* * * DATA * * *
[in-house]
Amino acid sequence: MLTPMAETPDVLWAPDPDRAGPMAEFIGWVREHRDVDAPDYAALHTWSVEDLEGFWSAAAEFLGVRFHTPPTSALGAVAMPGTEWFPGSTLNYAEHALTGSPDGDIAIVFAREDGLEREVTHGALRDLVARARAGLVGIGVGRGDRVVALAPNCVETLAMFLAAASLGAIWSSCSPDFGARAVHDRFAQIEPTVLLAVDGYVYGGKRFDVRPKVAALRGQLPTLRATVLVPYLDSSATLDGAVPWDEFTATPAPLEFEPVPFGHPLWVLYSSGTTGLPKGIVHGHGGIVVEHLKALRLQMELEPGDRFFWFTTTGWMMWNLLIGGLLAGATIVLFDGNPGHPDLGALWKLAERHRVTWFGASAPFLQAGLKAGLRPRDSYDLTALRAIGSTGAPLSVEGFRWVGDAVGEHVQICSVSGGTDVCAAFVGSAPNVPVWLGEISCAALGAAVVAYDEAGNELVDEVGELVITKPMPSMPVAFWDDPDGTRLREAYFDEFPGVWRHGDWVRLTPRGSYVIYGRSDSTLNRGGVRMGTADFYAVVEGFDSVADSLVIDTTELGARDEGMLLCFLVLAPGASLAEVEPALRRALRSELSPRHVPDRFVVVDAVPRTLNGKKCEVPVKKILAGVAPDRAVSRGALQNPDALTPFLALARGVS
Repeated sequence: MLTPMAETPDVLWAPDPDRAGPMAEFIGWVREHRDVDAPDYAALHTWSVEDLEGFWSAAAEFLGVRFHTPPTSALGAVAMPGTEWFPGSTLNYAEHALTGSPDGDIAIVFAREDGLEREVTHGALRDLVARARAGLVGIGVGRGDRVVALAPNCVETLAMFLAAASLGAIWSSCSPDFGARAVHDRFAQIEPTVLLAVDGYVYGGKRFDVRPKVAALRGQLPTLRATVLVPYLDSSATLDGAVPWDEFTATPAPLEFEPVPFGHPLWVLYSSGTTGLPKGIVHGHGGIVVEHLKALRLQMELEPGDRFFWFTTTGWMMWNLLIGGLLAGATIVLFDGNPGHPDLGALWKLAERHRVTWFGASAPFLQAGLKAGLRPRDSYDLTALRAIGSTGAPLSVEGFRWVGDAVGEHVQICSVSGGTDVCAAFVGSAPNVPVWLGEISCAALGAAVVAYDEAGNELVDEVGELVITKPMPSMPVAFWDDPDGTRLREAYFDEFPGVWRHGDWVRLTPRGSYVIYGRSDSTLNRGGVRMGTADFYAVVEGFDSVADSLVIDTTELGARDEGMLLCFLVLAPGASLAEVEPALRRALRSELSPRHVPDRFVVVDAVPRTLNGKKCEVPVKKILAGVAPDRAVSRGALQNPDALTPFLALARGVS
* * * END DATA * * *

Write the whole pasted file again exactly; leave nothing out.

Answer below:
[in-house]
Amino acid sequence: MLTPMAETPDVLWAPDPDRAGPMAEFIGWVREHRDVDAPDYAALHTWSVEDLEGFWSAAAEFLGVRFHTPPTSALGAVAMPGTEWFPGSTLNYAEHALTGSPDGDIAIVFAREDGLEREVTHGALRDLVARARAGLVGIGVGRGDRVVALAPNCVETLAMFLAAASLGAIWSSCSPDFGARAVHDRFAQIEPTVLLAVDGYVYGGKRFDVRPKVAALRGQLPTLRATVLVPYLDSSATLDGAVPWDEFTATPAPLEFEPVPFGHPLWVLYSSGTTGLPKGIVHGHGGIVVEHLKALRLQMELEPGDRFFWFTTTGWMMWNLLIGGLLAGATIVLFDGNPGHPDLGALWKLAERHRVTWFGASAPFLQAGLKAGLRPRDSYDLTALRAIGSTGAPLSVEGFRWVGDAVGEHVQICSVSGGTDVCAAFVGSAPNVPVWLGEISCAALGAAVVAYDEAGNELVDEVGELVITKPMPSMPVAFWDDPDGTRLREAYFDEFPGVWRHGDWVRLTPRGSYVIYGRSDSTLNRGGVRMGTADFYAVVEGFDSVADSLVIDTTELGARDEGMLLCFLVLAPGASLAEVEPALRRALRSELSPRHVPDRFVVVDAVPRTLNGKKCEVPVKKILAGVAPDRAVSRGALQNPDALTPFLALARGVS
Repeated sequence: MLTPMAETPDVLWAPDPDRAGPMAEFIGWVREHRDVDAPDYAALHTWSVEDLEGFWSAAAEFLGVRFHTPPTSALGAVAMPGTEWFPGSTLNYAEHALTGSPDGDIAIVFAREDGLEREVTHGALRDLVARARAGLVGIGVGRGDRVVALAPNCVETLAMFLAAASLGAIWSSCSPDFGARAVHDRFAQIEPTVLLAVDGYVYGGKRFDVRPKVAALRGQLPTLRATVLVPYLDSSATLDGAVPWDEFTATPAPLEFEPVPFGHPLWVLYSSGTTGLPKGIVHGHGGIVVEHLKALRLQMELEPGDRFFWFTTTGWMMWNLLIGGLLAGATIVLFDGNPGHPDLGALWKLAERHRVTWFGASAPFLQAGLKAGLRPRDSYDLTALRAIGSTGAPLSVEGFRWVGDAVGEHVQICSVSGGTDVCAAFVGSAPNVPVWLGEISCAALGAAVVAYDEAGNELVDEVGELVITKPMPSMPVAFWDDPDGTRLREAYFDEFPGVWRHGDWVRLTPRGSYVIYGRSDSTLNRGGVRMGTADFYAVVEGFDSVADSLVIDTTELGARDEGMLLCFLVLAPGASLAEVEPALRRALRSELSPRHVPDRFVVVDAVPRTLNGKKCEVPVKKILAGVAPDRAVSRGALQNPDALTPFLALARGVS